Many Americans who struggled to find a job several years ago are now juggling two or three.
The number of multiple job holders hit an eight-year high in September as several forces reshape the labor market, according to a report from USA TODAY. Many workers are seeking extra income as wages are inching up. Job openings are near record levels. And the burgeoning gig economy is putting a premium on freelance work and short-term projects.
Michael Alfaro, 49, of Coloma, Mich., toils full-time as an executive customer service representative for an appliance manufacturer. And on most evenings and some weekends, he works the late shift -- 6 PM to 10 PM or 4 PM to midnight -- in the electronics department of a local department store.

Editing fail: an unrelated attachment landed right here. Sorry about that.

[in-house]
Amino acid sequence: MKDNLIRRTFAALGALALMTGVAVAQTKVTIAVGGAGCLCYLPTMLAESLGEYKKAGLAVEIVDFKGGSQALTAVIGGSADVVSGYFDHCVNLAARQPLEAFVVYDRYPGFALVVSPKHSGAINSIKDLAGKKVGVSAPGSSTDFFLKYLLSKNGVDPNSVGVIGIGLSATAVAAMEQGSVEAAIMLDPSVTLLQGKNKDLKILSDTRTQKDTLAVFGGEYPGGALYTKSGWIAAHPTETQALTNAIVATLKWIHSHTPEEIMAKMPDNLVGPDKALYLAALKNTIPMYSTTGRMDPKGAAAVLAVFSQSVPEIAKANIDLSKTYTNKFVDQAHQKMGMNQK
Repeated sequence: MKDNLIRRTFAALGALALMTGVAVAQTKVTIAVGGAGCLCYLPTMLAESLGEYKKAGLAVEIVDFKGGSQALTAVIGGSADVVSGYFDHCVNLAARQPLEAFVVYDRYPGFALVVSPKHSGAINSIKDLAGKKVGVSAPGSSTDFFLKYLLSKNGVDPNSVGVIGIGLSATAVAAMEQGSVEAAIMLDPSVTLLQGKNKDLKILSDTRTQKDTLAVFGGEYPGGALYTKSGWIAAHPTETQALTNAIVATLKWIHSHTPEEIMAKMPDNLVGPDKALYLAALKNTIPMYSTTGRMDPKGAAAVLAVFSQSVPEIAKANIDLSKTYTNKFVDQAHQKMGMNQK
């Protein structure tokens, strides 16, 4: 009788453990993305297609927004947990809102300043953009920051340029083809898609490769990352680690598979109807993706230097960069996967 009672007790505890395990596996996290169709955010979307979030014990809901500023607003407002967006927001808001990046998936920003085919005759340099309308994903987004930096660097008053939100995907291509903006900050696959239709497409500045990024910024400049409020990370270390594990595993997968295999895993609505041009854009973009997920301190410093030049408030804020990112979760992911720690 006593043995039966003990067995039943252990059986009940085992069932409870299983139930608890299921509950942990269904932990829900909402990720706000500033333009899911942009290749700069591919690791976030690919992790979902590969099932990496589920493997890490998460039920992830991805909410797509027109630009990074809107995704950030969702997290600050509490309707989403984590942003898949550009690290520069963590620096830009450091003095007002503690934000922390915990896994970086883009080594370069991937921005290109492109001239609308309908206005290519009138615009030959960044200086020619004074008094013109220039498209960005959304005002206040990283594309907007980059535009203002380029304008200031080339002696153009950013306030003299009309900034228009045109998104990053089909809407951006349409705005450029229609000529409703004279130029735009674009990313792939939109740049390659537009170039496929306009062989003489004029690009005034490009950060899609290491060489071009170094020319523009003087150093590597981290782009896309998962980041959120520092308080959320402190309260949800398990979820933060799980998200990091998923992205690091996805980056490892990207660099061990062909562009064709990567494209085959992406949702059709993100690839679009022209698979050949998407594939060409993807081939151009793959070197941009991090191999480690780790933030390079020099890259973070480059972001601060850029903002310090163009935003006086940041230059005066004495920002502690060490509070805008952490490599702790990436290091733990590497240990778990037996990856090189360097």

Alfaro decided to take the gig last November to whittle down about $37,000 in debt, including credit card, and student and personal loans. But he also was spurred by the struggles of area retailers and other businesses to find employees.
“It encouraged me,” he says.
The ranks of multiple job holders jumped by 300,000 last month to 7.8 million, according to the Bureau of Labor Statistics. The moonlighters represent 5.2% of all those employed, up from 4.9% in September 2015.
Monthly data can be volatile, but the totals through the first nine months of 2016 have averaged 7.5 million, nearly 300,000 higher than the year-ago figure.
“It’s symptomatic of a tight labor market and the fact that you have so many job openings,” says Mark Zandi, chief economist at Moody’s Analytics. “It means people who want to work are able to find jobs.”
Job openings neared an all-time high of 5.8 million in July before dropping to a still-healthy 5.4 million in August. Meanwhile, the near-normal 5% unemployment rate signifies the pool of available workers is limited. That’s a big reason total average monthly payroll growth has slowed to 178,000 this year from 229,000 in 2015.